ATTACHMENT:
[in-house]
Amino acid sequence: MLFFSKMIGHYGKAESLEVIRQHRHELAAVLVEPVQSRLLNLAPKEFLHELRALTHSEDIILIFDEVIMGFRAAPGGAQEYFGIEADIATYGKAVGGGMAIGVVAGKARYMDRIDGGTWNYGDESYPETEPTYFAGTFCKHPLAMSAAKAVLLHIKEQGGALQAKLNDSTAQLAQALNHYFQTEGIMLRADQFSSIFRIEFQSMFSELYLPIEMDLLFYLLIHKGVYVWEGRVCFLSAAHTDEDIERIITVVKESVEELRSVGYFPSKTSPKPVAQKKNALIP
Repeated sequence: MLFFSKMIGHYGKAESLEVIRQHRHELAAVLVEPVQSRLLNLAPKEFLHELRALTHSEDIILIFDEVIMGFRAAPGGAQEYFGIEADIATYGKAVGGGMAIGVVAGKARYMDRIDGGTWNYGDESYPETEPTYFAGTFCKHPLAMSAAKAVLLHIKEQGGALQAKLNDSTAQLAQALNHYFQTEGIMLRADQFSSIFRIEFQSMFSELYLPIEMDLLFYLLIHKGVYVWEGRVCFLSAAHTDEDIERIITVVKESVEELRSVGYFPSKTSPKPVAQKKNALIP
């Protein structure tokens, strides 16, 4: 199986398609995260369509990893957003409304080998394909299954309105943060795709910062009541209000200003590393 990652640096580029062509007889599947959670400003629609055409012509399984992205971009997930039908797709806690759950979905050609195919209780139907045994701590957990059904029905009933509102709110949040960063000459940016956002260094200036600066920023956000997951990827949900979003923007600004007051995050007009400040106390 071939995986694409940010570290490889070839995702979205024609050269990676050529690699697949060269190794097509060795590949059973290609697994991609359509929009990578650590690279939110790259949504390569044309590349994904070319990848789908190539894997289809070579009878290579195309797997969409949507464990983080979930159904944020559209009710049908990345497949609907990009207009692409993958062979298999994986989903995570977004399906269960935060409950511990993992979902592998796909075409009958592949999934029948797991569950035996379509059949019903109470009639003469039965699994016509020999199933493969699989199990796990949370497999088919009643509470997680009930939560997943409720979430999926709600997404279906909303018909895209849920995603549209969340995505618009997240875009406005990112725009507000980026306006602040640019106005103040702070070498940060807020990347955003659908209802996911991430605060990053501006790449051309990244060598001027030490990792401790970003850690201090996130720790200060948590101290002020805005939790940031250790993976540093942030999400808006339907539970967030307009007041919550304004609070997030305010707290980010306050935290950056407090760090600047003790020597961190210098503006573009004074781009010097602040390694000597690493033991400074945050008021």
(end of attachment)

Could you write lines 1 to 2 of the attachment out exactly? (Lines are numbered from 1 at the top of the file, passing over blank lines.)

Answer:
[in-house]
Amino acid sequence: MLFFSKMIGHYGKAESLEVIRQHRHELAAVLVEPVQSRLLNLAPKEFLHELRALTHSEDIILIFDEVIMGFRAAPGGAQEYFGIEADIATYGKAVGGGMAIGVVAGKARYMDRIDGGTWNYGDESYPETEPTYFAGTFCKHPLAMSAAKAVLLHIKEQGGALQAKLNDSTAQLAQALNHYFQTEGIMLRADQFSSIFRIEFQSMFSELYLPIEMDLLFYLLIHKGVYVWEGRVCFLSAAHTDEDIERIITVVKESVEELRSVGYFPSKTSPKPVAQKKNALIP